In today’s language you could say Fela was woke, but it was a woman that woke him up. Before meeting his American girlfriend Sandra Izsadore, Fela usually laughed at proud black Americans’ insistence on drawing inspiration from the African continent. “She was telling me about Africa, she says ‘don’t I know that Africans taught the Europeans everything they know today’ I say you talking shit. She said ‘there are books’ I say show me a book, she gave me Malcom X to read,” said Fela in an interview talking about how Izsadore put him on knowledge that would give his music meaning.
That is only just one aspect of the impact women have had on Fela. Critically acclaimed Nigerian musical play, Fela and The Kalakuta Queens goes deeper into the life-long bonds Fela had with these women who are unknown to the world, who left their homes to build a life with the off-kilter artist.
“History has not been fair to the Kalakuta Queens because they were his pillar and backbone during his struggle. They stood for him against all odds and they were never remembered. It becomes important to tell their story because a story about Fela is incomplete with his women. History will never forget the Queens with the musical we have which shows the role they play in the struggles with Fela,” says the play’s director, Bolanle Austen-Peters.
Fela and The Kalakuta Queens has been at the South African State Theatre just over a week now, until this coming Sunday. It premiered in Lagos two years ago and has been a global hit since. It is choreographed by Paolo Sisiano and Justin Ezirim, with renowned composer, Kehinde Oretimehin on the production. The character of Fela is projected by both OLaitan “Heavywind” Adeniji and Patrick Diabuah who lead the thirty-six members cast, backed by a fifteen-piece band in the ensemble.
Auten-Peters is an award winning writer and entrepreneur who has established different businesses, including Terra Kulture, a combination of museum, an art gallery and a restaurant all rolled into one in Nigeria, and the Bolanle Austen-Peters Productions (BAP).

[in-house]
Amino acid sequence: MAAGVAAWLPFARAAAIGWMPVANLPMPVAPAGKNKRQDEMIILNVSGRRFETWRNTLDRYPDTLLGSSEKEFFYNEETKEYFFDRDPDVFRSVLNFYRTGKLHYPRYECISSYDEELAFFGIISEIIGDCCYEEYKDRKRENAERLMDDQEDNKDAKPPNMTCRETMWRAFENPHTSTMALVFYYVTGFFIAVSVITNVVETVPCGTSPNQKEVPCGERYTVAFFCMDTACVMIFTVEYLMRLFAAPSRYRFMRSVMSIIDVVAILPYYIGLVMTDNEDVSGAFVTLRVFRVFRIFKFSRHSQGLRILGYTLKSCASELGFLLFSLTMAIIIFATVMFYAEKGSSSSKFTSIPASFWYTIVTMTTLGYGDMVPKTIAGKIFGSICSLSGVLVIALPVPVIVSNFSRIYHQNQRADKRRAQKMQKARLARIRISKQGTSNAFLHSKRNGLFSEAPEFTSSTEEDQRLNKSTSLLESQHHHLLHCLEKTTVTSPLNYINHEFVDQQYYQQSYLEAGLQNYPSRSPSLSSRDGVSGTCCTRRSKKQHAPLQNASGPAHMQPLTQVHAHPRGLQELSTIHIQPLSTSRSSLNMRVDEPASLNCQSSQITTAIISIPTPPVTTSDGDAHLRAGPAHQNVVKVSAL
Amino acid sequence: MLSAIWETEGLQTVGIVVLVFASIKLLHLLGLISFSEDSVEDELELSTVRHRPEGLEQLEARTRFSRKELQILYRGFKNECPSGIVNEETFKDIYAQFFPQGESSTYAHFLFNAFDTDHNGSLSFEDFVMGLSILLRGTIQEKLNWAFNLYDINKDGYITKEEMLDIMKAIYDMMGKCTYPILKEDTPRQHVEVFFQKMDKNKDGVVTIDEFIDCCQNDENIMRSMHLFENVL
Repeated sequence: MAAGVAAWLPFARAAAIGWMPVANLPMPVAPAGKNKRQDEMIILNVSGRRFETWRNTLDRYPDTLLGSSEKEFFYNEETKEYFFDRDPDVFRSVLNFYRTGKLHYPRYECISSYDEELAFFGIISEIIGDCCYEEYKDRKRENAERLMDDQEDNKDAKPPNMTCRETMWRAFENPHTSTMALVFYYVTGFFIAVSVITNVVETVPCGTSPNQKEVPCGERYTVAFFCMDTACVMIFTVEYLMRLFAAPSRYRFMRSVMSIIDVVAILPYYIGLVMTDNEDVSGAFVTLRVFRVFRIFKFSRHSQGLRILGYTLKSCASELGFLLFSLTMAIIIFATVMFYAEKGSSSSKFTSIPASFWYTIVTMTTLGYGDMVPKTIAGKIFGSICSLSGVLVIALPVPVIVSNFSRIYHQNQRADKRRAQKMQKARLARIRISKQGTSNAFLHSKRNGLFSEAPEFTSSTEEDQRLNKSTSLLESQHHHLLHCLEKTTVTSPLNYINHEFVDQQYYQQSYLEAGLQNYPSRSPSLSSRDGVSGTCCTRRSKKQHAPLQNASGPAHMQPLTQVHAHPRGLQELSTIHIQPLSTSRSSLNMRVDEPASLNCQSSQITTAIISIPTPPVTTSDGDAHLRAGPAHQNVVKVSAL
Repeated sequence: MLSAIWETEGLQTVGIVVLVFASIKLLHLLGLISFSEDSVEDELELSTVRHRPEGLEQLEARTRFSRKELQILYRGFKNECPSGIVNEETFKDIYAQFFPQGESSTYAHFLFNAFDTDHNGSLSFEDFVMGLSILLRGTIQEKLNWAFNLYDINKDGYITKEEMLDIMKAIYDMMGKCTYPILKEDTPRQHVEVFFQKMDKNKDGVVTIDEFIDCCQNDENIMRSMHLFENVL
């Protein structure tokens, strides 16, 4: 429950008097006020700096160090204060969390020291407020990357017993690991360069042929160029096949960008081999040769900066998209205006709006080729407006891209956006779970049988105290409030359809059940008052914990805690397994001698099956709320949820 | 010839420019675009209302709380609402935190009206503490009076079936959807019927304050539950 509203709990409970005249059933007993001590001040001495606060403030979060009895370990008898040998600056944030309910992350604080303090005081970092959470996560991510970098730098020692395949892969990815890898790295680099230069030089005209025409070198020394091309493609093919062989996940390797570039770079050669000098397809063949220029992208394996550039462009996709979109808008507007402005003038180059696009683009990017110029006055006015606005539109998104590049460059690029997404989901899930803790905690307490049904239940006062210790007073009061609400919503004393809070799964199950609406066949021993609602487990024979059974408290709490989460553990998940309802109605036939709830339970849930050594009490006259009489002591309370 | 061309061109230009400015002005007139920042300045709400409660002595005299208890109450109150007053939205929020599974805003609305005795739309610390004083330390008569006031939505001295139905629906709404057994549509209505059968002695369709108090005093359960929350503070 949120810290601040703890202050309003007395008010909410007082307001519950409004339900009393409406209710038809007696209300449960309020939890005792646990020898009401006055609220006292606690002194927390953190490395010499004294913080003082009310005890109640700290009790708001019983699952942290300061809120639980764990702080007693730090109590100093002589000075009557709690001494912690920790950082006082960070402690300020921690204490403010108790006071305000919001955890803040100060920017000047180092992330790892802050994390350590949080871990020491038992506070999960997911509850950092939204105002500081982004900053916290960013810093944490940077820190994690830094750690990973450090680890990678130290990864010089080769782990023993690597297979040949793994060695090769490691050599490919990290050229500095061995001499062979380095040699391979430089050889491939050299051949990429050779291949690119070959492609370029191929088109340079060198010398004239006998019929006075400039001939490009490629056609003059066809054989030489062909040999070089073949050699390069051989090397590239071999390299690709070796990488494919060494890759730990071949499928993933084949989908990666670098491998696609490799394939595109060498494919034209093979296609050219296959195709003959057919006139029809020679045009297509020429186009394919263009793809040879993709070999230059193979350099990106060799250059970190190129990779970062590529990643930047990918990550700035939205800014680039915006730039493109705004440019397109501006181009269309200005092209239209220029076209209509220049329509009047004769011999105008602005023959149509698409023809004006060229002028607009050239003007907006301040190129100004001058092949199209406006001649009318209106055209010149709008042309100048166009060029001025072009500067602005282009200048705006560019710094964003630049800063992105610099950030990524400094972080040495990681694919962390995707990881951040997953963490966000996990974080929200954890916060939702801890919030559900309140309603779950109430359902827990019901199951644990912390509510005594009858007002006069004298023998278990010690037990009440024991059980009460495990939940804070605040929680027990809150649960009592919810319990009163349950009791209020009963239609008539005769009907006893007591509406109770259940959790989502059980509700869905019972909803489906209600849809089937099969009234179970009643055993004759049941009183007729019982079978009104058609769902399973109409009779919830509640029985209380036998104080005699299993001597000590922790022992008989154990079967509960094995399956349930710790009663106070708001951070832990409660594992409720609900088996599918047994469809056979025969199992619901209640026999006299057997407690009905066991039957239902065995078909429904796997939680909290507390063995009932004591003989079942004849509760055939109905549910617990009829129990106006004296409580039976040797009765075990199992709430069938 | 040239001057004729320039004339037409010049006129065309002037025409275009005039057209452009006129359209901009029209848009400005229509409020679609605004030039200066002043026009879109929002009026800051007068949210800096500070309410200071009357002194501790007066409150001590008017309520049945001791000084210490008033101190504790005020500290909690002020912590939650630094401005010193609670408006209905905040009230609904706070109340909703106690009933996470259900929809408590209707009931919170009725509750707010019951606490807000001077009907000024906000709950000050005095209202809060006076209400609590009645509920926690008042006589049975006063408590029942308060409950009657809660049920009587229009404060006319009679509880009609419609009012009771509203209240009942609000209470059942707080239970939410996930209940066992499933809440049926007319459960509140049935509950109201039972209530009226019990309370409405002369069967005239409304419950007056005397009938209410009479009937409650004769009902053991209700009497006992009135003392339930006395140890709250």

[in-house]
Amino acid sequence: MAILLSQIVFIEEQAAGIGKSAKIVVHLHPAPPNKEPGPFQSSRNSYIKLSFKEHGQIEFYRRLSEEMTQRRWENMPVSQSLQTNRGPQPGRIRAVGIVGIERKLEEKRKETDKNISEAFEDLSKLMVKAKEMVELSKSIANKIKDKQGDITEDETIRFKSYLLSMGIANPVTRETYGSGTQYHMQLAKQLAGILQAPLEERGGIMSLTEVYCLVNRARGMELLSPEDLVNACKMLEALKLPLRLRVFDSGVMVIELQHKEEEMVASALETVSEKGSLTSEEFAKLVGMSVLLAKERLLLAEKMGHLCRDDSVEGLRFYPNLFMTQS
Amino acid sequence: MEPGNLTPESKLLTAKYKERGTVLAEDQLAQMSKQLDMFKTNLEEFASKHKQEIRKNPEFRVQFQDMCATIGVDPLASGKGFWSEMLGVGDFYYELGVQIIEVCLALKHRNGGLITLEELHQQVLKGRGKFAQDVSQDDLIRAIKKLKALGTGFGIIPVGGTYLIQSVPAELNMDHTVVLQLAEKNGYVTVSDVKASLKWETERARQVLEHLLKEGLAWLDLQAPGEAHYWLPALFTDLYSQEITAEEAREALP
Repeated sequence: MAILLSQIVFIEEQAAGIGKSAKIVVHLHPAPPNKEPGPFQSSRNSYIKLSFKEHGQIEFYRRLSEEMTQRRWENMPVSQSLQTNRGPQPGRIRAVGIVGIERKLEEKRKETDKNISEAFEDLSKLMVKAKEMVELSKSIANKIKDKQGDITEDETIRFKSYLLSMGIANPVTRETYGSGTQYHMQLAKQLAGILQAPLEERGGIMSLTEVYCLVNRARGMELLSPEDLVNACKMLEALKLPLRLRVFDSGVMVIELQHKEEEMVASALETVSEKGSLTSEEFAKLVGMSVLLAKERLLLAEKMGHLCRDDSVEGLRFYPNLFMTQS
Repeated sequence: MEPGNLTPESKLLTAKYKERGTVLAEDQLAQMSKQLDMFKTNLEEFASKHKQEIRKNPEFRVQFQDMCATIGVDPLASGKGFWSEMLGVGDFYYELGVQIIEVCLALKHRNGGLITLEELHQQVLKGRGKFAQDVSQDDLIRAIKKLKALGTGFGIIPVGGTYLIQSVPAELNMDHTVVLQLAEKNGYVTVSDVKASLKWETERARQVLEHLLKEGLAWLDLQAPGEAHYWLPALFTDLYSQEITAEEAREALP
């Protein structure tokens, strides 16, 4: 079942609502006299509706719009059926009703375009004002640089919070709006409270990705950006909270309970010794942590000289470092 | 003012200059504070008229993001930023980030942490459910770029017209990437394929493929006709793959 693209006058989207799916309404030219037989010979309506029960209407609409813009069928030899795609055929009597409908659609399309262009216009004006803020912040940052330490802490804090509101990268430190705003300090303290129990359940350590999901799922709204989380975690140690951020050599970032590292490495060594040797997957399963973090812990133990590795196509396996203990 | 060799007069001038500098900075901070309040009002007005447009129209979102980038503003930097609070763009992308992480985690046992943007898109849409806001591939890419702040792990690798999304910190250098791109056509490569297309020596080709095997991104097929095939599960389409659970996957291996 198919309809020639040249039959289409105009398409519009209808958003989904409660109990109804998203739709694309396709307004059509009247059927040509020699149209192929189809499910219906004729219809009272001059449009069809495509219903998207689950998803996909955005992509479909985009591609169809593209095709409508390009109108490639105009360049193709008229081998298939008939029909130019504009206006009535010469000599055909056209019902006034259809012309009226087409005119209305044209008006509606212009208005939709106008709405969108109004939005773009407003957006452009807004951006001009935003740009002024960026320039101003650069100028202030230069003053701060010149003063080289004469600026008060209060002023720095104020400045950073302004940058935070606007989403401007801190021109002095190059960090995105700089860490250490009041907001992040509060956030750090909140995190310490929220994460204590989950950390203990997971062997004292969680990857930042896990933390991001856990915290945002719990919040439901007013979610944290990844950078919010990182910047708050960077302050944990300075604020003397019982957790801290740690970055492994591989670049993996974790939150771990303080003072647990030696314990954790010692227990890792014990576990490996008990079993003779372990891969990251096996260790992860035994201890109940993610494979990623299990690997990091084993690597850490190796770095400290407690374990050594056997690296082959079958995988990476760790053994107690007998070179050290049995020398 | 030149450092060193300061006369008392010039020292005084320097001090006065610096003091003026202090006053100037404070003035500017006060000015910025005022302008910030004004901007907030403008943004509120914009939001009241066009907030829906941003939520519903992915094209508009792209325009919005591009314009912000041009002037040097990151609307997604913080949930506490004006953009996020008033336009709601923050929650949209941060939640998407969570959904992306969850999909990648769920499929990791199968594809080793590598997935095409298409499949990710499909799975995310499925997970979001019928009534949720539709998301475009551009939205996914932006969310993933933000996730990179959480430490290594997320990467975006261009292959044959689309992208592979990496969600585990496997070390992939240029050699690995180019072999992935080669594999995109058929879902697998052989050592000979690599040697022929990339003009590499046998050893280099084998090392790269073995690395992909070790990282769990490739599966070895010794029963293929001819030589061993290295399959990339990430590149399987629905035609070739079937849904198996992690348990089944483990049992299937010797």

Stories of phenomenal black women who found themselves sharing life with great men, are limited to their roles as wives, with society shunning their individuality and unique contribution.
“Well, overtime I have seen different plays written and stories told about Fela. However, there has been little or no emphasis about his women. I have come to realize that it is time for us to tell our own stories so I decided to tell Fela’s story from a different angle. I took a critical look at the life of Fela and I saw that there is a gap that needs to be filled, an uncharted territory that needs to be covered and an amazing story to tell.”
The musical hasn’t only been appreciated by fans of Fela, but also the real life Kalakuta Queens. “Most of the Queens are alive, in fact some of them came on stage to give testimonials when we first staged the musical. They have been very helpful in the course of this production and I must say without them we would not have been able to put this together accurately,” says Austen-Peters. “They gave us real accounts of what transpired in the house and details of how they lived together with Fela.”
“People leave the arena crying because many never understood the things the Queens went through with Fela. The Musical is not only educative but also very informative as the audience gets to be informed about the ordeal between Fela, the Police and his women.”